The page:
President Higgins also went on an impassioned speech about the housing crisis in Ireland: "I often ask myself: ‘how Republican is what we created (referring to Ireland), and isn’t it sometimes closer to the Poor Law system that we’re departing from?’
"It is not a crisis anymore: it is a disaster, and I think we have to really think about meeting the basic needs of the people in the Republic."
The 81-year-old also referred to his experience in sociology: "The idea that hundreds of young people are sleeping under bridges… It's what I said to another sociologist, (this is) where there has been a failure too, because we have not taken enough understanding, from what we know from the research, the very different circumstances that people can find themselves homeless, such as generational rows, dependency of one kind or another, or addictions.
"Some of these reasons are unique, but the one thing that they all need, and the one thing that is being provided here, is an interdisciplinary approach.
He continued: "The great strength here is the offer for patience and understanding and reconnection, which is what we have been witnessing today.
"There has been an increase of 90 per cent in the homelessness of young people (in Ireland), and there are many cases about it to say that ‘the outlook is getting darker’, in relation to the middle part of this population.
"I feel that I as President have to speak very directly about this: housing and the basic needs of society should never have been left to the marketplace."
After a brief round of applause from onlookers, he added: "It is the mad, speculative money that is destroying our country, which we are welcoming, but we shouldn’t be."
Referring back to the ‘wonderful’ centre and how it came to be, President Higgins said: "Let all the county managers and directors of services around the country have a good, long look at what is happening in Wicklow and Kildare, and ask themselves the questions before their next monthly meeting: ‘Why aren’t we doing something similar? What is stopping us?’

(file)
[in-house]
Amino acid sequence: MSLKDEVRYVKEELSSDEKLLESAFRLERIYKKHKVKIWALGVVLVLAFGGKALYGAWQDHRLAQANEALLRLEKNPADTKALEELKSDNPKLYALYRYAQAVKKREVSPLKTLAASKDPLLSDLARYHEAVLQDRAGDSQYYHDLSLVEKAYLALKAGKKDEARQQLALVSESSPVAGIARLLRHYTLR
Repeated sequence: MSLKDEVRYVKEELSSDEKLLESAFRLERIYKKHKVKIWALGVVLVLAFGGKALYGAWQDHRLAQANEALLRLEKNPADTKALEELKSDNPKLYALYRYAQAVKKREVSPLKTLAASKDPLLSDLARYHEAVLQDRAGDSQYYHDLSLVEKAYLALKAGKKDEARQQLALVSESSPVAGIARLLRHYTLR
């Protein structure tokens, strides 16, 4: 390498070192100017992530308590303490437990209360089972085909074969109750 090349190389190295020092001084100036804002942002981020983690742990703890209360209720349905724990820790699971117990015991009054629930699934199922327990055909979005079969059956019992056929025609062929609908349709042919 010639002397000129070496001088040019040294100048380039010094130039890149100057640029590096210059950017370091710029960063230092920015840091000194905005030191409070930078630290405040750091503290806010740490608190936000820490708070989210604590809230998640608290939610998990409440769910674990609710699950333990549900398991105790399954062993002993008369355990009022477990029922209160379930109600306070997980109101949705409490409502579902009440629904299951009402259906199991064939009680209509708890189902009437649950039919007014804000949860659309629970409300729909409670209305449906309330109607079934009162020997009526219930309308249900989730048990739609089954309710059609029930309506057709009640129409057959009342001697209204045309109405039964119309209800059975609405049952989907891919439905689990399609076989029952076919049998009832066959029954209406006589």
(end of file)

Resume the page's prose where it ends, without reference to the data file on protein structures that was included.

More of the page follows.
He also paid tribute to the Traveller community and Ukrainian refugees within Ireland, as well as all young people throughout Ireland, referring to the latter a ‘a vulnerable but valuable’ asset.
Commenting after his speech, Ryan Tubridy thanked President Higgins, adding: "With great respect, and apolitically, I don’t think I have ever seen a speech like that before, and I believe people will be be reading this speech in years to come."
"I think something (special) happened on this stage today," he added.
Following this, Aubrey McCarthy, Chairman of Tiglin, unveiled a plaque commemorating the opening of the centre alongside President Higgins.
Aubrey McCarthy unveiling the plaque with President Higgins
Guest Alan Bobinac then took to the stage to reveal their story of how he came to Ireland a number of years ago and was left homeless, but was helped by Tiglin.
Cian O’Melia, a musician who struggled with homelessness and addiction issues in his past became emotional while speaking about the importance of centres such as Jigginstown Manor, saying: "This is what can be done when people come together."
He then performed his own original song, ‘How Many Souls’.
Alan Bobinac’s brother Jay, who was also homeless at one point, then took to the stage and revealed that he is now the manager of Jigginstown Manor.
He also presented a special pin to both President Higgins and the First Lady as gratitude for their attendance and support.
According to Tiglin, the group serves meals to up to 300 people each day through its various facilities, and also provides housing and emergency accommodation referrals alongside addiction and rehabilitation support to those who they engage with.
In addition, Tiglin has the following resources available: 30 beds for men, 12 beds for women, an aftercare programme and community employment supports, a family support programme and a children’s play therapist.
Further information about the new centre can be found here.